House of Dragons (House of Dragons, #1)
by Jessica Cluess
Published on May 12, 2020
by Random House Books for Young Readers
Genres: Action & Adventure, Fantasy, Young Adult
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Also by this author: A Shadow Bright and Burning (Kingdom on Fire, #1), A Poison Dark and Drowning (Kingdom on Fire, #2)
Five royal houses will hear the call to compete in the Trial for the dragon throne. A liar, a soldier, a servant, a thief, and a murderer will answer it. Who will win?
When the Emperor dies, the five royal houses of Etrusia attend the Call, where one of their own will be selected to compete for the throne. It is always the oldest child, the one who has been preparing for years to compete in the Trial. But this year is different. This year, these five outcasts will answer the call....
THE LIAR: Emilia must hide her dark magic or be put to death.
THE SOLDIER: Lucian is a warrior who has sworn to never lift a sword again.
THE SERVANT: Vespir is a dragon trainer whose skills alone will keep her in the game.
THE THIEF: Ajax knows that nothing is free--he must take what he wants.
THE MURDERER: Hyperia was born to rule and will stop at nothing to take her throne.
I saw Jessica Cluess on few panels at different events last year and she sold me with House of Dragons when she said some of the dragons have companion goats that they boop noses with. I’m a simple person. I hear dragons boop noses with goats and I’ll read a book. But I’m giving credit where it’s due because Jessica Cluess set the bar high with this series and I see all the possibility!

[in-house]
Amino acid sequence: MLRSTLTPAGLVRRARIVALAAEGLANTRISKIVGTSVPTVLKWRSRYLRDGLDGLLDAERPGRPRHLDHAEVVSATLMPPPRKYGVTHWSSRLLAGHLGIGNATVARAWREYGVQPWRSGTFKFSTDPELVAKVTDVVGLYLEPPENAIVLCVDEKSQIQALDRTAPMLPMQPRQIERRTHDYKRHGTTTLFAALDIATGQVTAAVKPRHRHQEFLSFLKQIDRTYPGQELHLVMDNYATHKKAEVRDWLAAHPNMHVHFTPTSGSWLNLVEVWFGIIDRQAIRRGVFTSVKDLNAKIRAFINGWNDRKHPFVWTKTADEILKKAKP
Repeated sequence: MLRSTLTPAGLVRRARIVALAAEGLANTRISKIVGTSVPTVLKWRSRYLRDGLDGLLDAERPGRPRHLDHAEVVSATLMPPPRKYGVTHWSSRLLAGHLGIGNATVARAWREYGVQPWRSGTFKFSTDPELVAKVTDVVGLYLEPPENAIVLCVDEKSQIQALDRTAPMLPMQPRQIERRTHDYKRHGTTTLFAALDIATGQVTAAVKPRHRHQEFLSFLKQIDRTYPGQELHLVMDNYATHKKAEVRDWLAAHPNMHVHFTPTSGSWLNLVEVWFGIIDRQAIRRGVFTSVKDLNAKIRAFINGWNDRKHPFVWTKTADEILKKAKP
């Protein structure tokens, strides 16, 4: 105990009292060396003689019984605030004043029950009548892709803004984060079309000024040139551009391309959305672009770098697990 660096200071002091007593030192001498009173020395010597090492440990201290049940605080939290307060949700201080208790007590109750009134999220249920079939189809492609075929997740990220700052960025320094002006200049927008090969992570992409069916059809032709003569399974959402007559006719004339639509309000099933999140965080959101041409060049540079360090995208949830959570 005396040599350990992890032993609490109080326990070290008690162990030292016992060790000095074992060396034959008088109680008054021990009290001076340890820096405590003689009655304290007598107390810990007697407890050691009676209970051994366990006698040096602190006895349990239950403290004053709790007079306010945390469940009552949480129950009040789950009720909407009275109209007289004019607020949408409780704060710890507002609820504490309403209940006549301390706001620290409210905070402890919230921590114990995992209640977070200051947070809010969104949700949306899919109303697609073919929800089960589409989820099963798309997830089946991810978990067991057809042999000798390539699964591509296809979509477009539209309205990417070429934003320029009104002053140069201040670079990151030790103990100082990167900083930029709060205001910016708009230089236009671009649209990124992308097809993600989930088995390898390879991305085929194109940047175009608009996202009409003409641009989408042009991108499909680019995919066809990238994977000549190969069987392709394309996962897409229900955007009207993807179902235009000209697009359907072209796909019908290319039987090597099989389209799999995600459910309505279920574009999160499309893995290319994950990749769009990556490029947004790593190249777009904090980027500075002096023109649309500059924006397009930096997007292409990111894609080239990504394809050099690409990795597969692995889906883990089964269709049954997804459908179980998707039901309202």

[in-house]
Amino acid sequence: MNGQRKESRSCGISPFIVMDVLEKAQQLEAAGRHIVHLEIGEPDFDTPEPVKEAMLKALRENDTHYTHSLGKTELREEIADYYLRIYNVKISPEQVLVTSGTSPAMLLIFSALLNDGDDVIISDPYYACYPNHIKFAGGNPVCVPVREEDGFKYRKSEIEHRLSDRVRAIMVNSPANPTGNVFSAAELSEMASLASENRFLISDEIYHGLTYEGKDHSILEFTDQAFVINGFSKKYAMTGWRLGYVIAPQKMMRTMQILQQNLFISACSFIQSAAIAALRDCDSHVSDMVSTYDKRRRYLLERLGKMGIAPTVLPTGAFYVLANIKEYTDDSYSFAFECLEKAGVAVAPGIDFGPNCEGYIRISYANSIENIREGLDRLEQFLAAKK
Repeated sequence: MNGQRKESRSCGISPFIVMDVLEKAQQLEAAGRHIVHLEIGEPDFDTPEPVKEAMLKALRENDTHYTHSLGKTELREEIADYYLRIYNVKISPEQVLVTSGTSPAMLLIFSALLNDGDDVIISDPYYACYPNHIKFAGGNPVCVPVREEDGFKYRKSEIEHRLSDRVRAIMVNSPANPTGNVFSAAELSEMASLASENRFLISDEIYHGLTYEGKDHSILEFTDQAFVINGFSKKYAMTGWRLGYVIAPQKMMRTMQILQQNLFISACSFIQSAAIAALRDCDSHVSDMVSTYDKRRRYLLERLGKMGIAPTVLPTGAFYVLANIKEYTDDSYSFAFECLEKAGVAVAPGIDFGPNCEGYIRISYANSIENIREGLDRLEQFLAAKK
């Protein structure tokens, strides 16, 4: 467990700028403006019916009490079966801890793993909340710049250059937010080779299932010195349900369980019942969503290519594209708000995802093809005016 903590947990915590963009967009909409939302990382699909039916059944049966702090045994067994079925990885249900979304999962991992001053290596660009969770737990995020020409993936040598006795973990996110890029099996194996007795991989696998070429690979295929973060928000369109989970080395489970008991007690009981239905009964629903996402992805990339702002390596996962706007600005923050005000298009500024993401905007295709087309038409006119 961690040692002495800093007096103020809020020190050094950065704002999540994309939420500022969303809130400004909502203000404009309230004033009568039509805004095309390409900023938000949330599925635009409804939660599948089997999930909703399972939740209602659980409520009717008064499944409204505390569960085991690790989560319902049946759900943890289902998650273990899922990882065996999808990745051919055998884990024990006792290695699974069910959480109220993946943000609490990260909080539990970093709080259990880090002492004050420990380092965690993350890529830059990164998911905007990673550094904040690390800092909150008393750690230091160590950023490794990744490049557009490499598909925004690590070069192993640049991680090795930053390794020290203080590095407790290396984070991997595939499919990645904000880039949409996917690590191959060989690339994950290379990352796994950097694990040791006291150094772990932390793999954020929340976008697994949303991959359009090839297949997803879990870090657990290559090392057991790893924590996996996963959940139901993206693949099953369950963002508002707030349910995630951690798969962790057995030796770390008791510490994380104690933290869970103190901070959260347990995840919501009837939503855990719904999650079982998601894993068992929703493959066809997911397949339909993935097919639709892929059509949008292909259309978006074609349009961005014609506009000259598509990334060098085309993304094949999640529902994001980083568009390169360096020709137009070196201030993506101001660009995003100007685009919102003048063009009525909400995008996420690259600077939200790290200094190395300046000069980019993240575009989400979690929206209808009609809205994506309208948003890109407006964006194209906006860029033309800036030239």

The book’s marketing says it’s Game of Thrones meets The Breakfast Club. I couldn’t wrap my mind around that, but House of Dragons is that! Told from five POVs, the book’s five competitors from different families will vie for the legendary Dragon Throne. Some seem to have the throne already in their hands, some are looked down on for obvious reasons.
Turns out they’re a true band of misfits who are all messed up in different ways, but you come to understand their motives and why they are the way they are. Sometimes it’s difficult to empathize with them. I think that’s the most rewarding part. They’ll tug at your heartstrings while they’re plotting against the other competitors. You want political intrigue? You got it. You want schemes and action? You get that too.
The real stars are the dragons. Each are unique. Each are an extension of the young person who cares for them. As with their riders, some are regarded higher than others. But do you want dragons that actually play an integral point to the plot and are majestic and fantastic and even make you bawl your eyes out? View Spoiler »Forever crying about Dog. « Hide Spoiler That’s just me? Well, regardless, they’re all here in House of Dragons.
Writing from multiple points of view can be tricky. In House of Dragons, I feel it was accomplished decently but still left out a lot of the character development. Since it’s the first book of a duology, it has to set up each character’s world and the world overall. With so much ground to cover, sometimes the characters suffer for it. There are also moments when the book eludes to Game of Thrones in a wink-wink manner that pulled me out of the story. Also, the characters use modern phrases and words that made me think, “When is this taking place exactly?”
But I had so much fun even when I was sobbing that I’ll put up with those. Give me book 2 now!